Not determined, leaning toward open source hardware.

New LilyPad XBee

LilyPad XBee radioThe LilyPad XBee sew-in wearable radio created by myself and Kate Hartman just got an update to add a reset button and improve its manufacturability. This board can be paired with LilyPad wearable sensors, custom built sensors and a variety of output devices to create a complete wireless wearable system. Available from Sparkfun for just $14.95 with discounts available for larger quantities. Get yours today!

 

LilyPad XBee frontLilyPad XBee sideLilyPad XBee back

 

 

Botanicalls on Smithsonian Channel’s Amazing Plants

Botanicalls was recently featured in the Smithsonian Channel’s “Amazing Plants” documentary. There’s even beauty shots of the Arduino and XBee radio components!

Also here’s the segment, filmed all the way back in 2007:

Botanicalls Smithsonian Channel Amazing Plants

XBee Stacker

The Stacker is an XBee radio-sized Arduino-compatible microcontroller that can be “stacked” directly underneath the radio. It is intended for use with devices that already use the XBee’s 20-pin footprint. Future designs could easily utilize other microcontrollers or host sensors.  The goal is to create plug-and-play tools for prototyping new concepts that extend the popular radio’s feature set. A few iterations have created a prototype that works well, supports USB programming, wireless programming, I2C, SPI, digital and analog I/O!

XBee Stacker 2

This is the next iteration of an Arduino-compatible board the size of an XBee that fits right underneath the radio. It uses the ATMega32U4 so in Arduino you can program it as a Leonardo board.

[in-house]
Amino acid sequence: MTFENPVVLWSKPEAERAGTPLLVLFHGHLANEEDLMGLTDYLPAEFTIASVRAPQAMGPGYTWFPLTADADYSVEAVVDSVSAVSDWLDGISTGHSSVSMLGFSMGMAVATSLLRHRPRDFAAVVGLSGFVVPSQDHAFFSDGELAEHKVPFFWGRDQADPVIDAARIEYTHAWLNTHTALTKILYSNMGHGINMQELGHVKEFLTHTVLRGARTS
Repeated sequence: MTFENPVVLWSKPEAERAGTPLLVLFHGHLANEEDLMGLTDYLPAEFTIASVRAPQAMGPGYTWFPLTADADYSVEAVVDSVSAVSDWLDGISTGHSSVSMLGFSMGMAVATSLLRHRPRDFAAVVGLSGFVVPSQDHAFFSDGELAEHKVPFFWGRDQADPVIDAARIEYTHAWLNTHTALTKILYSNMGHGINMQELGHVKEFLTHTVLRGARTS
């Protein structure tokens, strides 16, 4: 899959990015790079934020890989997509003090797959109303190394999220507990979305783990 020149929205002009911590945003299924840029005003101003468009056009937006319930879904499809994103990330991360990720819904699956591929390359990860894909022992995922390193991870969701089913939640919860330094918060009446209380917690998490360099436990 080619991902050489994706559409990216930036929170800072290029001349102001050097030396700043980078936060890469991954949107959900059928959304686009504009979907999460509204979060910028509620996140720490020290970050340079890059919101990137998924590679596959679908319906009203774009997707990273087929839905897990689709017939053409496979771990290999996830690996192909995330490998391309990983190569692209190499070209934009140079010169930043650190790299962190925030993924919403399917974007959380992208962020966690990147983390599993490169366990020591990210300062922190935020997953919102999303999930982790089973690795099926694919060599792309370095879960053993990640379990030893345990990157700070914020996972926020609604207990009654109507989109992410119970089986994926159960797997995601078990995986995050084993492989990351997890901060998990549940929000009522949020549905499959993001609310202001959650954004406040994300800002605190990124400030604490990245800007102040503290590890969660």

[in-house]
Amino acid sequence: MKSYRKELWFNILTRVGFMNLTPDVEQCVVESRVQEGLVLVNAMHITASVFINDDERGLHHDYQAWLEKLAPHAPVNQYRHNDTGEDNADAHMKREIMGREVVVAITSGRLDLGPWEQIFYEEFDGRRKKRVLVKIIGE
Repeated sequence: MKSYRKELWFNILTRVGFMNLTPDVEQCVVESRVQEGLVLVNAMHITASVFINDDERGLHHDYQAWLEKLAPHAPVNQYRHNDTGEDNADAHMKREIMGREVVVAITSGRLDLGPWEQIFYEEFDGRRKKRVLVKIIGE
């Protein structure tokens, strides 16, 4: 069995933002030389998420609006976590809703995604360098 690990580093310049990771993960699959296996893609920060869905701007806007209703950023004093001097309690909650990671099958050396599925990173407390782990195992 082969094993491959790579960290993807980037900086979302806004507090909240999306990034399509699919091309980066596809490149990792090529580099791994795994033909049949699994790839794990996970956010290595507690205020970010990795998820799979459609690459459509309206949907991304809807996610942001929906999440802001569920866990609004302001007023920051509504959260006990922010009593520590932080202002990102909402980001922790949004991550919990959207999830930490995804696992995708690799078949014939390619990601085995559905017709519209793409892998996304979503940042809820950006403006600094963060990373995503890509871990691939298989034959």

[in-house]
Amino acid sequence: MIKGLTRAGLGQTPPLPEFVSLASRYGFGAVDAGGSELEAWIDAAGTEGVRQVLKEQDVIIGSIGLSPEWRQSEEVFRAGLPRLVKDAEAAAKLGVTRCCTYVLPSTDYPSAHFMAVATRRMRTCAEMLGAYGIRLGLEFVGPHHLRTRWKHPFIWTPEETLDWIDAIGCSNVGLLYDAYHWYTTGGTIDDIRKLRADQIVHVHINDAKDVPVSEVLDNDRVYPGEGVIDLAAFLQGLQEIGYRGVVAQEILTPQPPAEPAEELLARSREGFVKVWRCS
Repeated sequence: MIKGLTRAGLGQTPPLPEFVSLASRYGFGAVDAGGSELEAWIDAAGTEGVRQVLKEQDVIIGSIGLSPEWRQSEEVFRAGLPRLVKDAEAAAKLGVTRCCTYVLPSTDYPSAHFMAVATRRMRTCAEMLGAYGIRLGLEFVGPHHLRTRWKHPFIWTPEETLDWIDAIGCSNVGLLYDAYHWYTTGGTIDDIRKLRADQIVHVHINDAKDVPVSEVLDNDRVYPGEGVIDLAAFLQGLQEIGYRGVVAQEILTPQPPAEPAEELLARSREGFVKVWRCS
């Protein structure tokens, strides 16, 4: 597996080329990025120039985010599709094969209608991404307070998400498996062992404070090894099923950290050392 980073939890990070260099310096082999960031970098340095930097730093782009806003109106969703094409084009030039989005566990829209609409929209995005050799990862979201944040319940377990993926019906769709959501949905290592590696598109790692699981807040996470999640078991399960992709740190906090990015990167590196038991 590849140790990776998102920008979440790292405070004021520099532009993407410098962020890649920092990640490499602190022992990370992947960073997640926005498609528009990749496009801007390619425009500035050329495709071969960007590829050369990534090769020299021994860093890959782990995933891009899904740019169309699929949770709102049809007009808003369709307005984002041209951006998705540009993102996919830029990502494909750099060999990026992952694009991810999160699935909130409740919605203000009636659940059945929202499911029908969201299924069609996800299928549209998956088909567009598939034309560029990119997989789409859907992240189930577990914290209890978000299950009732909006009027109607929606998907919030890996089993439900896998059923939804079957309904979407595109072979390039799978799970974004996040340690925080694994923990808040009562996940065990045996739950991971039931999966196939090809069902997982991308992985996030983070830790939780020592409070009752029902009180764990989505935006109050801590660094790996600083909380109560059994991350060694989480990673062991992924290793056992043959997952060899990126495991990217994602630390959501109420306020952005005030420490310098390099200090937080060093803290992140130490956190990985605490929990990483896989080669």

“XBee Stacker 2″ Arduino/ATMEL board design 

IMG_2932 IMG_2934IMG_2930 IMG_2933

Features

  • I2C

  • SPI

  • scriptable interruption of:

    • all UART transactions

    • XBee pin sleep controls

  • local support for:

    • association indicator

    • commissioning button

  • 17 total digital i/o pins (14 Arduino, 4 XBee)

    • 6 configurable as ADC analog inputs

    • 4 configurable as PWM analog outputs

    • 2 attachable interrupts

  • USB serial programming

  • wireless programming

  • EEPROM

  • multiple UARTs

  • Use of all Arduino libraries, e.g. servo, stepper, displays, capacitive sensing, rfid, sd cards etc.

Pinouts

Bottom of XBee Stacker 2:

Xbee-Stacker-2-bottom-pins

Physical Pin Function Arduino Connection
1 Power supply VCC
2 Arduino software TX D11 (softserial TX)
3 Arduino software RX, PWM D10 (softserial RX)
4 MISO (spi), digital i/o MISO (spi)
5 input for Arduino reset RESET
6 digital i/o, analog output D9
7 MOSI (spi), analog input, digital i/o MOSI (spi)
8 analog input, digital i/o D8/A8
9 PWM, interrupt, digital i/o D7
10 GND GND
11 SCK (spi), digital i/o SCK (spi)
12 SDA (i2c) interrupt, digital i/o D2/SDA (i2c)
13 SCL (i2c), interrupt, PWM, digital i/o D3/SCL (i2c)
14 analog input, digital i/o D4/A6
15 PWM, digital i/o D5 pwm
16 analog input, PWM, digital i/o D6/A7 pwm
17 analog input, digital i/o A3
18 analog input, digital i/o A2
19 analog input, digital i/o A1
20 analog input, digital i/o A0

Top of XBee Stacker 2

XBee Stacker 2 top pins

XBee Physical Pin  Function  XBee Connection
1 Power supply VCC
2 Arduino RX D0 RX
3 Arduino TX D1 TX
4 - -
5 -  -
6 - -
7 - -
8 -
9 control for pin sleep D12
10 GND GND
11 - -
12 CTS A4
13 - -
14 voltage reference VCC
15 association output <led>
16 RTS A5
17 Arduino Reset (p1) via cap. <capacitor> for reset
18  - -
19  - -
20 - -